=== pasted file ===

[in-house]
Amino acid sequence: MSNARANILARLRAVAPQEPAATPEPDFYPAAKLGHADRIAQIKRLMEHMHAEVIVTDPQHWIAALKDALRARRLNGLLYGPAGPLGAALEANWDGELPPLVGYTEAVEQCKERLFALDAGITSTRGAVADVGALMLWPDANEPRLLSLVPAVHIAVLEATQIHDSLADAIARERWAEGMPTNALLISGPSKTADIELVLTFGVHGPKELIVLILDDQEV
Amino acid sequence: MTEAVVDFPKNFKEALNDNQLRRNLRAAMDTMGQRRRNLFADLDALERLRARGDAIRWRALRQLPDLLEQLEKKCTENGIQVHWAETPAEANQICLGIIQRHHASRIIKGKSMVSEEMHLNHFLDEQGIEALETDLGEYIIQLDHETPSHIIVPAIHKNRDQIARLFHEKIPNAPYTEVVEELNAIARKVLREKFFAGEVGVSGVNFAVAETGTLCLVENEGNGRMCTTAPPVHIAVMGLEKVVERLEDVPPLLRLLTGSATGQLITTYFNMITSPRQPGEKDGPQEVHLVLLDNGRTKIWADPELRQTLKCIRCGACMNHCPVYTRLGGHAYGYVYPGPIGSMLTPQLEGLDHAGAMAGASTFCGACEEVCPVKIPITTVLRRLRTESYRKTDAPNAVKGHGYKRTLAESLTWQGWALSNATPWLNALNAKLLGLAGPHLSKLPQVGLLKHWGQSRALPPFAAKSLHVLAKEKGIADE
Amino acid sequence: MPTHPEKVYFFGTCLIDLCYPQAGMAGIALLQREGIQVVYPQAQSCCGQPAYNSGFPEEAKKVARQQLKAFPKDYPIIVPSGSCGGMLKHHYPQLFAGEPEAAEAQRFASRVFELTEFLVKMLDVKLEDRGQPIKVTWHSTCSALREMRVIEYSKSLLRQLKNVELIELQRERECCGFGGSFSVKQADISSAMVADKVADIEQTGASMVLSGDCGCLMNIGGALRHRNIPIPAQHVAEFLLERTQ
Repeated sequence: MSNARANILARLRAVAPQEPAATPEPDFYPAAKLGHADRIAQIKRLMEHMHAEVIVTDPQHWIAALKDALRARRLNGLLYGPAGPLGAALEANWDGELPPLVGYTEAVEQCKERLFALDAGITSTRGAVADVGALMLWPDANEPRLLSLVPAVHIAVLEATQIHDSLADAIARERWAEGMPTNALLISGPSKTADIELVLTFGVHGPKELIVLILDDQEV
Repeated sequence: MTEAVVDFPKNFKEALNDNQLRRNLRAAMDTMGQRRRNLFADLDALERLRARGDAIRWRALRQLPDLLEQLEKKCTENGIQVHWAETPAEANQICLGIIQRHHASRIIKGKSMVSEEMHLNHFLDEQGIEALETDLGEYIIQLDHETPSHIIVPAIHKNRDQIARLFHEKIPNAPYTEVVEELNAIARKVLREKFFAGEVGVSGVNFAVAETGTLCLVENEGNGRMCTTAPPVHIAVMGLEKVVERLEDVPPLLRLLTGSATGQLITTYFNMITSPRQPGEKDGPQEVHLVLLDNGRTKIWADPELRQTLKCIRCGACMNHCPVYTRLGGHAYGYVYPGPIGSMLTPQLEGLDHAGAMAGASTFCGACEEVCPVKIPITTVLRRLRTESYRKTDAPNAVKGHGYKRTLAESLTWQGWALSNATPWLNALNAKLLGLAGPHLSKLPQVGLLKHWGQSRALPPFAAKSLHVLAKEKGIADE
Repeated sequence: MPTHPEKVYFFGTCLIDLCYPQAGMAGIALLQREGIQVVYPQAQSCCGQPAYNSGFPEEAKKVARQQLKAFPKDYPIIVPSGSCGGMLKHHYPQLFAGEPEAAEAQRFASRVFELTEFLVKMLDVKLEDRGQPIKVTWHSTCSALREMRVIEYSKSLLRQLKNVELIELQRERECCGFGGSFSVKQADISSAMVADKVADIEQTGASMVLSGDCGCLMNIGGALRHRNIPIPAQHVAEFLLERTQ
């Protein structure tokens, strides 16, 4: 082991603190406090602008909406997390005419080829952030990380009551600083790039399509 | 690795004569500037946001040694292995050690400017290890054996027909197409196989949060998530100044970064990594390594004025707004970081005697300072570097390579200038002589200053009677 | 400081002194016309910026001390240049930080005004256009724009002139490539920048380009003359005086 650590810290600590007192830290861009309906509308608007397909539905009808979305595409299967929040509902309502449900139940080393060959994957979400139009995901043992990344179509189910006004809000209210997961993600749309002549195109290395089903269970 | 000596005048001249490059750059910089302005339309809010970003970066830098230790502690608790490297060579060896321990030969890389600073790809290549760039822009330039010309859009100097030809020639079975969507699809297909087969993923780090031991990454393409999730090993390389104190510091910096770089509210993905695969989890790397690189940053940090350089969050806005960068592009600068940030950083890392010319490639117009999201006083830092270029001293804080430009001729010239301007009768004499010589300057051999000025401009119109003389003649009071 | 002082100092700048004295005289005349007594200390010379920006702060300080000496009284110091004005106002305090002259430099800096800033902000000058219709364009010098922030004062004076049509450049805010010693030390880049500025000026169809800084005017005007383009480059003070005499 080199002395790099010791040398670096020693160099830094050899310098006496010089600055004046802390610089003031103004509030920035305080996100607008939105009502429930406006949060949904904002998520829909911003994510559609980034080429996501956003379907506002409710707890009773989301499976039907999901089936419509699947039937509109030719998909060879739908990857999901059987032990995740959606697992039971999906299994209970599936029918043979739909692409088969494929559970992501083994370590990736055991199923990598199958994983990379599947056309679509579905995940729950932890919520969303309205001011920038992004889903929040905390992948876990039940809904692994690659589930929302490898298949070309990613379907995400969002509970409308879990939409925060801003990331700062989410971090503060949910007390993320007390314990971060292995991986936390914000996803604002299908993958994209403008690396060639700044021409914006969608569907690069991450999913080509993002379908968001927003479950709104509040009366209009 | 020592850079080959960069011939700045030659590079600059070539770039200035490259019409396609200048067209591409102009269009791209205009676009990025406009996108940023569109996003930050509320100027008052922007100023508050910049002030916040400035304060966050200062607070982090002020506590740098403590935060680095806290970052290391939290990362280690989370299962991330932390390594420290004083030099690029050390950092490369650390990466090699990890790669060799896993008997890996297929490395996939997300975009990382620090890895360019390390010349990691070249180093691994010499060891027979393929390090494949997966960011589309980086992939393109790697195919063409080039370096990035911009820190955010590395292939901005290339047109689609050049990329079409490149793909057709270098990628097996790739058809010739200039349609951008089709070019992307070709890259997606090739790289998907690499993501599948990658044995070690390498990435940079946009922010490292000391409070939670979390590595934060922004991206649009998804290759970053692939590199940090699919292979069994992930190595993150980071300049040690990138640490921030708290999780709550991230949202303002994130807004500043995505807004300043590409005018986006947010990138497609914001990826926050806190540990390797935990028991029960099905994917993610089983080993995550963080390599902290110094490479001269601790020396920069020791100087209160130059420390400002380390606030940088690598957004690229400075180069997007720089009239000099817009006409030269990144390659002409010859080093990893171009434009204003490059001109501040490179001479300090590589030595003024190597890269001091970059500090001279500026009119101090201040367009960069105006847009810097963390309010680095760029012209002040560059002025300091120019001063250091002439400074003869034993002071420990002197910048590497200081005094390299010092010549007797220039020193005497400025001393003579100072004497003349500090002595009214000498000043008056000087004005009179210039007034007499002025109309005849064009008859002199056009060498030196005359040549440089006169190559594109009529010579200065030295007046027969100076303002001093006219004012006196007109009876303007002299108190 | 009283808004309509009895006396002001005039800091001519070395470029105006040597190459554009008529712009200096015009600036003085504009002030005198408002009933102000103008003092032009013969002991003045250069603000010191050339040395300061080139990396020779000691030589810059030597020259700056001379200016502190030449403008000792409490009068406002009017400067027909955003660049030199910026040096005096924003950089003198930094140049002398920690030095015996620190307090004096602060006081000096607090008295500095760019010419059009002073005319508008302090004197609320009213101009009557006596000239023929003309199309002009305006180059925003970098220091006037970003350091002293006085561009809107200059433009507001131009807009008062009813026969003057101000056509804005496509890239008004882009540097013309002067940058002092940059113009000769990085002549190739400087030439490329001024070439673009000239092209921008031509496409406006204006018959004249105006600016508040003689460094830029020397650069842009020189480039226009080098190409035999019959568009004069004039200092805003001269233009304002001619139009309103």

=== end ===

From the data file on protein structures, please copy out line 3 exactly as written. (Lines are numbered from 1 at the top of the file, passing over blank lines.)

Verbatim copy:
Amino acid sequence: MTEAVVDFPKNFKEALNDNQLRRNLRAAMDTMGQRRRNLFADLDALERLRARGDAIRWRALRQLPDLLEQLEKKCTENGIQVHWAETPAEANQICLGIIQRHHASRIIKGKSMVSEEMHLNHFLDEQGIEALETDLGEYIIQLDHETPSHIIVPAIHKNRDQIARLFHEKIPNAPYTEVVEELNAIARKVLREKFFAGEVGVSGVNFAVAETGTLCLVENEGNGRMCTTAPPVHIAVMGLEKVVERLEDVPPLLRLLTGSATGQLITTYFNMITSPRQPGEKDGPQEVHLVLLDNGRTKIWADPELRQTLKCIRCGACMNHCPVYTRLGGHAYGYVYPGPIGSMLTPQLEGLDHAGAMAGASTFCGACEEVCPVKIPITTVLRRLRTESYRKTDAPNAVKGHGYKRTLAESLTWQGWALSNATPWLNALNAKLLGLAGPHLSKLPQVGLLKHWGQSRALPPFAAKSLHVLAKEKGIADE